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China has pledged essential power support to over 500 public facilities across the nation, shielding them from the crippling effects of load-shedding. The donation comprises generators, power supply vehicles, and off-grid PV energy storage systems, announced by Dr. Kgosientsho Ramokgopa, the Minister in the Presidency for Electricity. This collaboration, marked by a Memorandum of Cooperation with eight Chinese entities, promises an uninterrupted alternative power supply, leveraging China’s vast experience and technology. A milestone on the sidelines of the ongoing BRICS Summit, this initiative is set to redefine South Africa’s power landscape.
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China sending backup power to hundreds of South African police stations, hospitals, and clinics
At least 500 public facilities around the country are set to benefit from a donation from China which will allow them to have uninterrupted alternative power supply and shield them from the effects of load shedding.
The donation includes generators, power supply vehicles and off grid PV energy storage supply systems.
This was announced by Minister in the Presidency for Electricity, Dr Kgosientsho Ramokgopa, during the signing of a Memorandum of Cooperation (MoC) with eight Chinese entities.
The signing ceremony was held on the sidelines of the BRICS Summit, currently underway in Johannesburg.
“Yesterday, we exchanged letters in relation to the technical equipment that will be assisting us to provide sustainable electricity to some of the major public installations like clinics, hospitals and police stations,” Ramokgopa said.
“We are going to get 552 of those units [and] 450 of them are already on the way.”
“It means that over 500 public facilities…are now going to have access to uninterrupted alternative power supply and thank you to the Chinese for the generous contribution.”
“[The equipment] ranges from 6kW up to 200kW. 200kW can support a clinic and a medium-sized hospital, so this is true relief to the South African people,” he said.
The South African government has already moved to exclude some 76 hospitals from load-shedding with work underway to shield at least 46 others from rolling power cuts being implemented in the country.
Cooperation between countries
On the MoC signed by the parties, the Minister explained that the Chinese entities have valuable experience and technology that can assist Eskom and by extension, the country.
The MoC was entered into by Ramokgopa on behalf of the South African government and Chinese entities:
- State Grid Corporation of China
- China-Africa Development Fund
- China Energy International Group
- China General Nuclear Power Corporation
- China National Electric Engineering Company, Ltd
- Huawei Technologies Co Ltd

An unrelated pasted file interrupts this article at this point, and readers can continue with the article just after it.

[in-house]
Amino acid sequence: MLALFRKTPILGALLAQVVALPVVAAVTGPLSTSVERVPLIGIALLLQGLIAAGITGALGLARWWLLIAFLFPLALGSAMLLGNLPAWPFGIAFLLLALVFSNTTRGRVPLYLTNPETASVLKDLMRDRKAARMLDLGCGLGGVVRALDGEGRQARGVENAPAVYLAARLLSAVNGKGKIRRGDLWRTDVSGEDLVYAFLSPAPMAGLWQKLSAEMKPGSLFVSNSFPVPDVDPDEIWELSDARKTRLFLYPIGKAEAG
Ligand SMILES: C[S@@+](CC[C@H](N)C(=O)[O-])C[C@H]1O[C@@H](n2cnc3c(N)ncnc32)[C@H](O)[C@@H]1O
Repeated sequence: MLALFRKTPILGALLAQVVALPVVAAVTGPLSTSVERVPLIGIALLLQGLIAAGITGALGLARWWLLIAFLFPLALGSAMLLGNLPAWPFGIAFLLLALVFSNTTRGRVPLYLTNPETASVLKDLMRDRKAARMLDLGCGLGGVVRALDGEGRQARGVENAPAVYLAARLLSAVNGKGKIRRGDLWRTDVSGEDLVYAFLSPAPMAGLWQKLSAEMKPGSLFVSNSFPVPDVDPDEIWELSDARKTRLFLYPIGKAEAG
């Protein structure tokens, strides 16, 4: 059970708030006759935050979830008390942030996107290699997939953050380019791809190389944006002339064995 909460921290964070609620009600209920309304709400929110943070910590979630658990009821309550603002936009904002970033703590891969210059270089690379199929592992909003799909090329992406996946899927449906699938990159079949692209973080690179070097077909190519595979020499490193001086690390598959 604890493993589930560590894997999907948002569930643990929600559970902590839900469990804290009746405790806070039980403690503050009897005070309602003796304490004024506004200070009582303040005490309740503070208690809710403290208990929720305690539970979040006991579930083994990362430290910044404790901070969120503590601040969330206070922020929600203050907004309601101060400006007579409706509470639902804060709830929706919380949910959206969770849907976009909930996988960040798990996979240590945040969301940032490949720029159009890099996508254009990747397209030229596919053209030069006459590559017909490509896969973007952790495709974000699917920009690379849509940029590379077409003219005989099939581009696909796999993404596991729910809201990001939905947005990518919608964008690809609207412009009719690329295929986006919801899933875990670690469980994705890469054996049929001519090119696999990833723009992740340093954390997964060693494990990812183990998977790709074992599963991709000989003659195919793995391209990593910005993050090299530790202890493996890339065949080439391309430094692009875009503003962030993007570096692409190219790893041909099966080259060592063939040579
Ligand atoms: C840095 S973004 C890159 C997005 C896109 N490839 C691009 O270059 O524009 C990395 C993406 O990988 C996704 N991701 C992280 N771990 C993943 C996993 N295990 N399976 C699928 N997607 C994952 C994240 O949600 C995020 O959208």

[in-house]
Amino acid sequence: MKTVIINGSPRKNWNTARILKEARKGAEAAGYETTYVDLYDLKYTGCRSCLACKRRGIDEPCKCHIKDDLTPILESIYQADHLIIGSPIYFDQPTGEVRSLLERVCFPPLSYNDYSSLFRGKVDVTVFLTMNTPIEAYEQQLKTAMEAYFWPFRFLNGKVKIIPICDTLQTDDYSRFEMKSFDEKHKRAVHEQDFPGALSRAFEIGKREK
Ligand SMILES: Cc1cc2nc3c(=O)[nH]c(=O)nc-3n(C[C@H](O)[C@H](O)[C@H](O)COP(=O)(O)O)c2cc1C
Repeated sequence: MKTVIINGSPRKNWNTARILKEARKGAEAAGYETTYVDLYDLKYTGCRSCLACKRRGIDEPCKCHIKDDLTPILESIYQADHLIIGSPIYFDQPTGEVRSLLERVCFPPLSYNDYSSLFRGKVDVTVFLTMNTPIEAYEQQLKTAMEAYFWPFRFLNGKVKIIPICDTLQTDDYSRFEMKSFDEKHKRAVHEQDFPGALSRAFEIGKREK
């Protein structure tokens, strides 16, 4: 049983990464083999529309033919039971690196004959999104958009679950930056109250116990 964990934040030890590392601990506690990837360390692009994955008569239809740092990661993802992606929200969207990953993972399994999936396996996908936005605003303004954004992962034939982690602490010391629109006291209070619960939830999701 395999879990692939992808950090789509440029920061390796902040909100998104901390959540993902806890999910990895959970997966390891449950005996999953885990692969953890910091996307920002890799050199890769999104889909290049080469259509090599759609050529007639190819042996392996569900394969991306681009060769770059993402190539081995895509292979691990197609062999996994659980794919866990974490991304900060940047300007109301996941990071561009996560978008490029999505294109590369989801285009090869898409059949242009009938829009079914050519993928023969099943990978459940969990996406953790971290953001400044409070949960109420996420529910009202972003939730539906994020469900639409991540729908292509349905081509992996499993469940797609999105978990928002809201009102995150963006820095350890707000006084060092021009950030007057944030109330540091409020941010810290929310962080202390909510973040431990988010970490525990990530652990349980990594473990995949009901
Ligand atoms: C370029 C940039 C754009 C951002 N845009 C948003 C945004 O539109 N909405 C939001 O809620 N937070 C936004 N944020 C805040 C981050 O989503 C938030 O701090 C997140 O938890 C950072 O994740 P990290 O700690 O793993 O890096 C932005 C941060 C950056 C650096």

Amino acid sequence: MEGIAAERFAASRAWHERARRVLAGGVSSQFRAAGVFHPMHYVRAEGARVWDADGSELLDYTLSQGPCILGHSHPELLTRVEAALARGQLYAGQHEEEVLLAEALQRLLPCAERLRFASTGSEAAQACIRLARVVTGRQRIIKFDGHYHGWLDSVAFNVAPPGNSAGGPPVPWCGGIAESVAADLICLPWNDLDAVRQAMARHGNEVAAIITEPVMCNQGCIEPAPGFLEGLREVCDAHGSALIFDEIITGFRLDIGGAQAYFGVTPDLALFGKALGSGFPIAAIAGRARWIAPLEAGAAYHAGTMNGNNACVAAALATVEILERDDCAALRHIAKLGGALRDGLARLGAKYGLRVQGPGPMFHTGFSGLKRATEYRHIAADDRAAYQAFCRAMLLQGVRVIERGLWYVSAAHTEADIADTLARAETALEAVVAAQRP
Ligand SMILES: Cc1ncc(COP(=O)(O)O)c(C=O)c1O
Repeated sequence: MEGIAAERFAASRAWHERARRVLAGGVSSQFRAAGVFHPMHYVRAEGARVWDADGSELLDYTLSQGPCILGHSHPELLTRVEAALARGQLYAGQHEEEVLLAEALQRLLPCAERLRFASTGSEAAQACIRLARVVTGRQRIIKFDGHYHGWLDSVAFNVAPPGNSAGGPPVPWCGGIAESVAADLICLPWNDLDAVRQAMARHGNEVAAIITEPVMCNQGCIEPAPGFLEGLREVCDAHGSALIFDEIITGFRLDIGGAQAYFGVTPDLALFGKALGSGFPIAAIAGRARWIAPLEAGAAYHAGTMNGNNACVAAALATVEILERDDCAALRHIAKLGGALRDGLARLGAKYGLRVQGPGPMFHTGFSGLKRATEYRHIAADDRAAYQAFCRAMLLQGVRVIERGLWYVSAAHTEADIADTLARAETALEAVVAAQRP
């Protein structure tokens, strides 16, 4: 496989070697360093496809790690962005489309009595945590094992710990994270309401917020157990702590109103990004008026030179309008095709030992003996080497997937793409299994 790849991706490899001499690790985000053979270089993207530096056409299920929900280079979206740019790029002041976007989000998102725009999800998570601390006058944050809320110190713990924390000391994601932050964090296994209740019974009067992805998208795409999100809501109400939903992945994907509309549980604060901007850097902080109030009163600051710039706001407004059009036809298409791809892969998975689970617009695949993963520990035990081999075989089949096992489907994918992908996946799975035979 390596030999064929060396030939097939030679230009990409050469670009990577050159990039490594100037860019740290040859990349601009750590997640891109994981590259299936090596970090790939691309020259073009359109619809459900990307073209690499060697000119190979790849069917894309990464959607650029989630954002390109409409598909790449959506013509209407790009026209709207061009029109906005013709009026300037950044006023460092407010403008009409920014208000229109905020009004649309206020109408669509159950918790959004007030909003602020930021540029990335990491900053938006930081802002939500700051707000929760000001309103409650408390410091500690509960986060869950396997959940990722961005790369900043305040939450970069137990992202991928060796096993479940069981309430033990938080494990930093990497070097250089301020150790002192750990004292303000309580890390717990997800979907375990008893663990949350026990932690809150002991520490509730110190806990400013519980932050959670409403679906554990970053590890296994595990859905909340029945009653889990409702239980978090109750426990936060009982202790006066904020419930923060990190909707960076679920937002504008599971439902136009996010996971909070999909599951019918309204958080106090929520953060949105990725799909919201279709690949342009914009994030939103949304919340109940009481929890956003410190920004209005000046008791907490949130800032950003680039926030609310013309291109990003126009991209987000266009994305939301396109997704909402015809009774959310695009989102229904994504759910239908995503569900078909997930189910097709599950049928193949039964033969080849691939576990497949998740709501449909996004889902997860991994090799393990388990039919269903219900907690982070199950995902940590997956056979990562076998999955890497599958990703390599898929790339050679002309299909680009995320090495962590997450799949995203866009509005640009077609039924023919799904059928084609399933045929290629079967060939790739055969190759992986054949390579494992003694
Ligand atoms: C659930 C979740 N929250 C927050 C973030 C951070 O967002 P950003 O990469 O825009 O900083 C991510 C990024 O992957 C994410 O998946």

- TBEA CO., LTD.
- Global Energy Interconnection Development and Cooperation Organisation
“They have experienced a similar problem that we are experiencing now.,” Ramokgopa said.
“Second, they’ve got the biggest coal generation capacity of any country in the world. They’ve got the biggest installed renewable energy capacity of any country in the world…about 688GW.”
“The amount of renewables they have is twelve times the size of Eskom.”
“They are sitting on extensive amounts of liquidity. We can tap into that financing, which is concessional and cheaper than any other.”
“They [also] have the biggest installed capacity of nuclear of any country in the world.”
“Even before today, almost all of them have been helping us on the generation side and have already generated a number of reports on how best we can improve the issues of performance of the coal-fired powered stations, reduce the emissions levels, reduce the technical losses on the grid and, on the transmission side, what is required in relation to planning and accommodating new renewables on the grid,” he said.
Turning to questions on whether this agreement would help alleviate load-shedding, the Minister remained coy.
“When I came into office, the President [Cyril Ramaphosa] said we are short of 6,000MW,” Ramokgopa said.
“Since March, when we were appointed, we have added 4,000MW.”
“At Tutuka, there’s a potential… there are three units that must come on stream, and they’ll give us 1,680MW.”
“We are going to fire one unit at Kusile in October, 800MW. We are going to fire three units…we are getting 2,400MW. That…gives you 8,940MW or so.”
“But we have not resolved load-shedding.”
“The first phase is to make sure that what we are going through is eliminated and I am telling you, we are going to get those megawatts.”
“We must build sufficient capacity to allow the economy of the country to grow at the desired rate and the rate of growth of new generation capacity must surpass the rate of economic growth,” he said.
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- SA’s clean energy transition doesn’t need to cost a cent – David Fickling
- Decoding BRICS: Unity, rivalry, and South Africa’s diplomatic gambit – Katzenellenbogen
This article was first published by MyBroadBand and is republished with permission
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